Julian Harris, Lauren Fedor
>Jeremy Corbyn’s Labour party last night signalled a dramatic lurch to the left with the appointment of radical socialist John McDonnell as its new shadow chancellor.
McDonnell proposes the full public ownership of Britain’s banking system in order “to take control of our casino economy” and has described his interests as "fermenting [sic] the overthrow of capitalism".
The Hayes and Harlington MP wants a 60 per cent rate of tax on incomes over £100,000 plus an additional wealth tax on the richest 10 per cent of Brits.
The 64-year-old recently said that a Corbyn-led government would reserve the right to renationalise privatised assets without compensating investors.
“Let’s make it absolutely clear to any speculators in the City...that if any of these assets are sold by Osborne under their value, a future Corbyn-led Labour government will reserve the right to bring them back into public ownership with either no compensation or with any undervaluation deducted from any compensation for renationalisation,” he told the Observer newspaper in August. In 2012 he called for a so-called Robin Hood tax on financial transactions.
McDonnell stood for the leadership of the Labour Party after the departures of Tony Blair and Gordon Brown, but withdrew on both occasions after failing to secure sufficient support from colleagues. The MP sparked outrage in 2003 after praising the “bravery and sacrifice” of IRA terrorists.
At an event commemorating the hunger-striker Bobby Sands, the hard-left MP said: “It’s about time we started honouring those people involved in the armed struggle. It was the bombs and bullets and sacrifice made by the likes of Bobby Sands that brought Britain to the negotiating table. The peace we have now is due to the action of the IRA.” At the time he was widely condemned by politicians from all parties, but stood by his comments.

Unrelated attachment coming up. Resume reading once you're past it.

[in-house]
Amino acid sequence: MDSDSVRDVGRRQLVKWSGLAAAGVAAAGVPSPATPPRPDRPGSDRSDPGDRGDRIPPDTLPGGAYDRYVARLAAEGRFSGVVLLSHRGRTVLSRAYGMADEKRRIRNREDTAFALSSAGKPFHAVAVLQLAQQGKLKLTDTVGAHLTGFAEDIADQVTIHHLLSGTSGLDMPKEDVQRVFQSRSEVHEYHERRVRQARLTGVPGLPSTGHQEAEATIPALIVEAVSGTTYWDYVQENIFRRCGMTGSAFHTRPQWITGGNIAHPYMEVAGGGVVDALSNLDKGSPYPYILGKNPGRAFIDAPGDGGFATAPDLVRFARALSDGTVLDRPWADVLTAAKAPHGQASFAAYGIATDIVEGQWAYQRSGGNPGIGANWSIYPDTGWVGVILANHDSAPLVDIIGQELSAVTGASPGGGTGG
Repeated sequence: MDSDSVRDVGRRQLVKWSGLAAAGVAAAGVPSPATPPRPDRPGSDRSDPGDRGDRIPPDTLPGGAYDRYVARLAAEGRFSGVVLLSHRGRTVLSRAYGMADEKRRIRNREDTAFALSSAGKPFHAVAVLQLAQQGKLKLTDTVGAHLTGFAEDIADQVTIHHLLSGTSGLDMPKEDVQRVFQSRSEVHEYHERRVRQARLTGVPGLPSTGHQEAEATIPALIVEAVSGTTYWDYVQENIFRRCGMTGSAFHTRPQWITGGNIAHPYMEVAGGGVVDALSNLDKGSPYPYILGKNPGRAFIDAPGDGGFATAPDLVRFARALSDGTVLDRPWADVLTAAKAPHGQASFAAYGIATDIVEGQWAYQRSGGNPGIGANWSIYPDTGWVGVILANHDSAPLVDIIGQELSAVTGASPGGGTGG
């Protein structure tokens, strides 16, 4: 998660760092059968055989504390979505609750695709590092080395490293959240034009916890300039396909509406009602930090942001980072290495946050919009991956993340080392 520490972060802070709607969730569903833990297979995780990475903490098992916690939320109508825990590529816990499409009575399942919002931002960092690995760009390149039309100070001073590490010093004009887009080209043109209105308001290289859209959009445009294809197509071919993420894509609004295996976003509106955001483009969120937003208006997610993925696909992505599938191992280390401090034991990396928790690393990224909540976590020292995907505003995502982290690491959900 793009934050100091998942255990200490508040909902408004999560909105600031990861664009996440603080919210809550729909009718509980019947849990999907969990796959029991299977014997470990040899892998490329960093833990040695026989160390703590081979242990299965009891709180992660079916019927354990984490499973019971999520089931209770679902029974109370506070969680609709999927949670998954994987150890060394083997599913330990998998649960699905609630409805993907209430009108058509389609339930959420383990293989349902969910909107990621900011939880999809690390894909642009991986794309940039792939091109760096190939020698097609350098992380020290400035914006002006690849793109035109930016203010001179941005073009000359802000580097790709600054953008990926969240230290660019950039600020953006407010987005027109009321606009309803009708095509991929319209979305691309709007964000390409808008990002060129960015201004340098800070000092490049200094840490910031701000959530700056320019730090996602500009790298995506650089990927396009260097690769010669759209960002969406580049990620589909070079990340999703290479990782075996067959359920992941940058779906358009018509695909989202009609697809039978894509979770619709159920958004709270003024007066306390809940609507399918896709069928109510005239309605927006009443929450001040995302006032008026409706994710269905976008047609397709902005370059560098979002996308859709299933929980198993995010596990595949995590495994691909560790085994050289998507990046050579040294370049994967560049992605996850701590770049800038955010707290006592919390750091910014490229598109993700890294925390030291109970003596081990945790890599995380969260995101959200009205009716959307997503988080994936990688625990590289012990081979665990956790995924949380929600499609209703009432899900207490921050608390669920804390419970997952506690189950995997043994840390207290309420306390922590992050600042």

In 2010 he told a trades union crowd that he would like to go back in time and “assassinate [Margaret] Thatcher”. He later said the comment was a joke.
Earlier in the day shadow business secretary Chuka Umunna stepped down as Corbyn began assembling his frontbench team.
Umunna said that he and Corbyn disagreed on “a number of key points” including the in/out referendum on Britain’s membership of the European Union. “It is my view that we should support the UK remaining a member of the EU, notwithstanding the outcome of any renegotiation by the Prime Minister, and I cannot envisage any circumstances where I would be campaigning alongside those who would argue for us to leave,” Umunna said. “Jeremy has made it clear to me that he does not wholeheartedly share this view.”
During his leadership campaign, Corbyn criticised the EU for eroding workers’ rights.
Other shadow cabinet appointments include:
• Angela Eagle, shadow business sec
• Hilary Benn, shadow foreign sec
• Lord Falconer, shadow justice sec
• Andy Burnham, shadow home sec
• Seema Malhotra, shadow chief sec to the Treasury
The reshuffle came after a string of high-profile resignations from the shadow cabinet by MPs unwilling to serve the party’s new leader.
A senior government source said last night that Labour is now “a genuine threat to our security”.